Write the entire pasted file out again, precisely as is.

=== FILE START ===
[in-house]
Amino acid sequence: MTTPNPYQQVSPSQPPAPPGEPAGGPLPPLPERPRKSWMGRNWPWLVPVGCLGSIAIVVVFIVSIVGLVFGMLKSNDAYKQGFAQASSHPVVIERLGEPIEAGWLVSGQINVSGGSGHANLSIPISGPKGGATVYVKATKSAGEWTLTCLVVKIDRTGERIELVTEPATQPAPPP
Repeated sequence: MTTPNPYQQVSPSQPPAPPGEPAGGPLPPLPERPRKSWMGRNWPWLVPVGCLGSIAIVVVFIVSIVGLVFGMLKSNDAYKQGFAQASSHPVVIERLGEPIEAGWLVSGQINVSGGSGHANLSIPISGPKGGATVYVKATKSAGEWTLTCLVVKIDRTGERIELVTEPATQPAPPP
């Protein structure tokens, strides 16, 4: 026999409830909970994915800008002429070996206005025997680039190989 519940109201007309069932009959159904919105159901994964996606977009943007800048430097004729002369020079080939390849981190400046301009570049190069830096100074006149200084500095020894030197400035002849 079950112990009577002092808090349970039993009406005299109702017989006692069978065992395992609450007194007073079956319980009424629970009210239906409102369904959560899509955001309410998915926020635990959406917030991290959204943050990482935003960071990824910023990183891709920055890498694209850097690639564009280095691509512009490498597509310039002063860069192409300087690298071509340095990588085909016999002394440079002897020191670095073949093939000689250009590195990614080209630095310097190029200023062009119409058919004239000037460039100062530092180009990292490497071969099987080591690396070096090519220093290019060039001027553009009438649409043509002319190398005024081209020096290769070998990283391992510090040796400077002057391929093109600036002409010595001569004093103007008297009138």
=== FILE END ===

[in-house]
Amino acid sequence: MTTPNPYQQVSPSQPPAPPGEPAGGPLPPLPERPRKSWMGRNWPWLVPVGCLGSIAIVVVFIVSIVGLVFGMLKSNDAYKQGFAQASSHPVVIERLGEPIEAGWLVSGQINVSGGSGHANLSIPISGPKGGATVYVKATKSAGEWTLTCLVVKIDRTGERIELVTEPATQPAPPP
Repeated sequence: MTTPNPYQQVSPSQPPAPPGEPAGGPLPPLPERPRKSWMGRNWPWLVPVGCLGSIAIVVVFIVSIVGLVFGMLKSNDAYKQGFAQASSHPVVIERLGEPIEAGWLVSGQINVSGGSGHANLSIPISGPKGGATVYVKATKSAGEWTLTCLVVKIDRTGERIELVTEPATQPAPPP
């Protein structure tokens, strides 16, 4: 026999409830909970994915800008002429070996206005025997680039190989 519940109201007309069932009959159904919105159901994964996606977009943007800048430097004729002369020079080939390849981190400046301009570049190069830096100074006149200084500095020894030197400035002849 079950112990009577002092808090349970039993009406005299109702017989006692069978065992395992609450007194007073079956319980009424629970009210239906409102369904959560899509955001309410998915926020635990959406917030991290959204943050990482935003960071990824910023990183891709920055890498694209850097690639564009280095691509512009490498597509310039002063860069192409300087690298071509340095990588085909016999002394440079002897020191670095073949093939000689250009590195990614080209630095310097190029200023062009119409058919004239000037460039100062530092180009990292490497071969099987080591690396070096090519220093290019060039001027553009009438649409043509002319190398005024081209020096290769070998990283391992510090040796400077002057391929093109600036002409010595001569004093103007008297009138």